Lawyer and business owner discussing inheritance laws

How Inheritance Laws Affect Your Business

Businesses can often live longer than their owners. Some of the oldest companies in the United States, such as Caswell-Massey, Hartford Courant, and King Arthur’s Baking Co., have been around for centuries and are still family-owned.

At some point, you’ll have to consider how your family will inherit your business. That’s why it’s essential that you need to know inheritance laws. Here’s what you need to know about them.

Inheritance Laws

The United States follows two inheritance laws: community property and common law. Some states following community property are Arizona, California, Idaho, Louisiana, and Nevada. In addition, Alaska has community property laws if couples opt into them. Most of the states follow the common law.

Community Property

In community property states, husband and wife own any property acquired during the marriage. So, if one spouse dies, the other spouse will automatically inherit half of the business. The other half will go to the deceased spouse’s heirs through their estate.

Common Law

Common law states are everywhere else in the United States. In these states, each spouse owns the property that they acquired during the marriage. So, if one spouse dies, their interest in the business will pass to their heirs through their estate—regardless of whether the surviving spouse is listed as a co-owner on the business’s legal documents.

Inheritance Taxes

In the United States, inheritance taxes are only levied at the state level. So, if you live in a state with no inheritance tax, you don’t have to worry about paying one.

However, if you live in a state with an inheritance tax, you’ll need to pay it on any property you inherit from your spouse—including your half of the business. The good news is that many states exempt spouses from paying inheritance taxes. So, if your spouse dies and leaves their half of the company to you, you probably won’t have to pay an inheritance tax on it.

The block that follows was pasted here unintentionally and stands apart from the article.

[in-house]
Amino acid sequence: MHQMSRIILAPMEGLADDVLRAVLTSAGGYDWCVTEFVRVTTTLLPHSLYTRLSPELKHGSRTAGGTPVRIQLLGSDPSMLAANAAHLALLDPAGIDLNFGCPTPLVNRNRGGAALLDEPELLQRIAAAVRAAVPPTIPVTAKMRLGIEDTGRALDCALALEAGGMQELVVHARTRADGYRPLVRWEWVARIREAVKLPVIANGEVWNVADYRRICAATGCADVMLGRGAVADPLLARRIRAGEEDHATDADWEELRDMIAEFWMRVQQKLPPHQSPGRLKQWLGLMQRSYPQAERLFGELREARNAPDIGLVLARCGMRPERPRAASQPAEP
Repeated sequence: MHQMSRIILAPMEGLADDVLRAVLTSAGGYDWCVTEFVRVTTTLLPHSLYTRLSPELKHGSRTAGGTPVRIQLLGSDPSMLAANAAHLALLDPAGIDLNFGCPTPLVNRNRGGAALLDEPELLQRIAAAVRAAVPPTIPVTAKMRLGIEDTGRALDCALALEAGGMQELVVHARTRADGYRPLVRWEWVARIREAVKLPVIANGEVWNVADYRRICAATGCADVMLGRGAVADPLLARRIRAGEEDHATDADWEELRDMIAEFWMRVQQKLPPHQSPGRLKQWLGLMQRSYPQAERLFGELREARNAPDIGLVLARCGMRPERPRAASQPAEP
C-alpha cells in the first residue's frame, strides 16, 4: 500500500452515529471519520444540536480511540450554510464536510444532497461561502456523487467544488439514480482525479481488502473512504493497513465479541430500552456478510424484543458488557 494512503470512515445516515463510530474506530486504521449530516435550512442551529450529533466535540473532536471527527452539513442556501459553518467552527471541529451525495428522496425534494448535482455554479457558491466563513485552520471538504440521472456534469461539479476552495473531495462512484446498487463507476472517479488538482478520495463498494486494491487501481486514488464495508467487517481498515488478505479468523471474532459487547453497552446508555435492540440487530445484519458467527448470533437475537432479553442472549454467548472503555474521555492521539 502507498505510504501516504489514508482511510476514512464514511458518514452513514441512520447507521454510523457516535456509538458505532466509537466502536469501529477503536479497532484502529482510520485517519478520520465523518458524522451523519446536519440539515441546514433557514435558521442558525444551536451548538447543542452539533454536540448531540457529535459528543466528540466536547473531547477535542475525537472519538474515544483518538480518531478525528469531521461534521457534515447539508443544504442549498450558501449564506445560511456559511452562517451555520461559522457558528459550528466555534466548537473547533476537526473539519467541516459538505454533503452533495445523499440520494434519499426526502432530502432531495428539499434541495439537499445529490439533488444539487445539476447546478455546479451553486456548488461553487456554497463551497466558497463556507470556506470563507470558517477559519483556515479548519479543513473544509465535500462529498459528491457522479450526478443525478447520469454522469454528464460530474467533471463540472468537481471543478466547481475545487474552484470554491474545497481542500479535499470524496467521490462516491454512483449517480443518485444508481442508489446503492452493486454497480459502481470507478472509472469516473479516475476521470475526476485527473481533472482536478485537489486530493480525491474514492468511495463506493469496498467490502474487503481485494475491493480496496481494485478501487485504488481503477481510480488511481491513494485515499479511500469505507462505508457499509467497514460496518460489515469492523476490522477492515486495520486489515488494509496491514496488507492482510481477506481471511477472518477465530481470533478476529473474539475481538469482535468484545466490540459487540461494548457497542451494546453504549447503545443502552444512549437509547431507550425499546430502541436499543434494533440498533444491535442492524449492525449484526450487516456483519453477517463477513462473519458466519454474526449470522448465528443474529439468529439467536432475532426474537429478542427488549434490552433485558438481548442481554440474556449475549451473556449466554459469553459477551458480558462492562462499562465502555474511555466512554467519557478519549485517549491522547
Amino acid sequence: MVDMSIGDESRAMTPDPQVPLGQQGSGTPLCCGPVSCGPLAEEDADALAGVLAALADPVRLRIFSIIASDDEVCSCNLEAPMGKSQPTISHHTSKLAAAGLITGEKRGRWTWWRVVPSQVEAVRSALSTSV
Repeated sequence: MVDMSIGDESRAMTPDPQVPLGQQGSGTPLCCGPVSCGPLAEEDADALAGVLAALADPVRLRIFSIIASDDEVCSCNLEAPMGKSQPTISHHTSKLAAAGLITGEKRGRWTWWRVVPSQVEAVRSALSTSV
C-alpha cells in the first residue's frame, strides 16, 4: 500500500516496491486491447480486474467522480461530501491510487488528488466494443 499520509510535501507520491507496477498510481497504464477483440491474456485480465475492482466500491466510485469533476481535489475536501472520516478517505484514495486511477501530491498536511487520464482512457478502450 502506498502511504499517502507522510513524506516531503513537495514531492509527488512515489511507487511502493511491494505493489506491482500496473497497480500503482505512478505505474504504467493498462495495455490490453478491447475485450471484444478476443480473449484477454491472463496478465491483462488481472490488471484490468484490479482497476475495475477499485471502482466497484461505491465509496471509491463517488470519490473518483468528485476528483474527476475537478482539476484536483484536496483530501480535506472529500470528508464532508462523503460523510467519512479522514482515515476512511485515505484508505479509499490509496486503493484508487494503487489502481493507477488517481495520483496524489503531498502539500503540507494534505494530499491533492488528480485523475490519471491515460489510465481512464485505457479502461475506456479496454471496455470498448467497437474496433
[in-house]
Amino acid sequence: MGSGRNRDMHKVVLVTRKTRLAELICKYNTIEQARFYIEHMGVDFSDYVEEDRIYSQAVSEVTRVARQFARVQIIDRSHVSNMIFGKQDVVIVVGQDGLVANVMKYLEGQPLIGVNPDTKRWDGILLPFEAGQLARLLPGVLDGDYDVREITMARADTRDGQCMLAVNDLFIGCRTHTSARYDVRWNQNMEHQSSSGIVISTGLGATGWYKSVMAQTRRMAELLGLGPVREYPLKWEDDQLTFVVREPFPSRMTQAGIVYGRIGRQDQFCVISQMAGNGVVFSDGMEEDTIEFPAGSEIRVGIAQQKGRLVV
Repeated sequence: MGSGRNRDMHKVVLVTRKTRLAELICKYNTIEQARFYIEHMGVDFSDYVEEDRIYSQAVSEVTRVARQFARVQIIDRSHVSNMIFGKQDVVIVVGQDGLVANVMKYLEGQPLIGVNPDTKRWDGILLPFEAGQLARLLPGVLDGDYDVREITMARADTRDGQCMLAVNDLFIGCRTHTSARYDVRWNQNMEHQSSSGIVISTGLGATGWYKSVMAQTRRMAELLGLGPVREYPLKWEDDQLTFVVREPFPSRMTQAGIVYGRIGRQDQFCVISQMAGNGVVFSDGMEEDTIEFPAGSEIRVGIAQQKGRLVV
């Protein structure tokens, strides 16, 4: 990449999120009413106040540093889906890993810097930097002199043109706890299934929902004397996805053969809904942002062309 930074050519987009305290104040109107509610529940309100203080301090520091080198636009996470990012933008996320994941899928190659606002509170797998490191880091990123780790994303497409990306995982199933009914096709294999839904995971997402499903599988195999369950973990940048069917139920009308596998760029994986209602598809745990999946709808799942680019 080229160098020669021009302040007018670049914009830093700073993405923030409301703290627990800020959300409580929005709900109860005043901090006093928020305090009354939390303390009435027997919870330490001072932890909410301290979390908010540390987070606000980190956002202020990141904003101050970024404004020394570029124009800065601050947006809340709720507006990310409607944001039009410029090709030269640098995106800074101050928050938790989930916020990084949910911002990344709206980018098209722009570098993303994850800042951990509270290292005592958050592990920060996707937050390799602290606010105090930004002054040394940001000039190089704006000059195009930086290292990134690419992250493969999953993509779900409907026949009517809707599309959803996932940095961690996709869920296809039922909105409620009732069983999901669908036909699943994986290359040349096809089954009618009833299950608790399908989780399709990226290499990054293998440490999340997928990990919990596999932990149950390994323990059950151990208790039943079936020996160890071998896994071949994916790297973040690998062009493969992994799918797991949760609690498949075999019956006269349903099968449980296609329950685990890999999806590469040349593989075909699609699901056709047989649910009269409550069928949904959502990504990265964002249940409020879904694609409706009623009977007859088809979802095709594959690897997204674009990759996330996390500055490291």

A property being inherited

Estate Taxes

Estate taxes are different from inheritance taxes. Inheritance taxes are levied on the property that you inherit from someone. On the other hand, estate taxes are set on the value of someone’s entire estate—regardless of who inherits it.

Currently, there is a federal estate tax in the United States. However, it only applies to estates worth more than $5.49 million. So, unless your spouse’s estate is worth more, you probably won’t have to pay any estate taxes.

State Estate Taxes

A few states also have their estate taxes. These taxes are separate from the federal estate tax and usually apply to estates worth less than the federal threshold. So, even if your spouse’s estate isn’t subject to the federal estate tax, it may still be subject to a state estate tax.

Knowing these laws can help you and your inheritors understand how they can get your assets. But how do these laws affect your business?

Your Business and Inheritance Laws

If you want your business to be inherited by your spouse, you need to make sure that it’s classified as community property. Otherwise, your spouse may not inherit it automatically.

To do this, you’ll need to ensure that your business is registered in a community property state and that you and your spouse are listed as co-owners on the business’s legal documents.

If you don’t want your spouse to inherit your share of the business, you can opt out of community property laws by registering your business in a common law state. However, this means that your spouse could still inherit your share of the business through their estate—regardless of what you put in your will. When this happens, you should hire an experienced family lawyer to help you out. Such a lawyer can help you understand these laws and your options.

When it comes to taxes will affect your business in various ways. Estate taxes can have a significant impact on businesses. If your spouse’s estate is subject to the estate tax, the value of your business could be reduced by up to 40%.

Inheritance taxes can also affect businesses. For example, if you live in a state with an inheritance tax and inherit your spouse’s share of the company, you may have to pay an inheritance tax. However, many states exempt spouses from paying inheritance taxes.

Finally, keep in mind that these laws can change. So, it’s essential to stay up-to-date on the latest changes. You can do this by talking to a lawyer or accountant specializing in business law. Moreover, no matter where you live, it’s essential to have a will that states what you want to happen to your business when you die. This document can help ensure that your wishes are followed—even if they don’t match up with the inheritance laws in your state.

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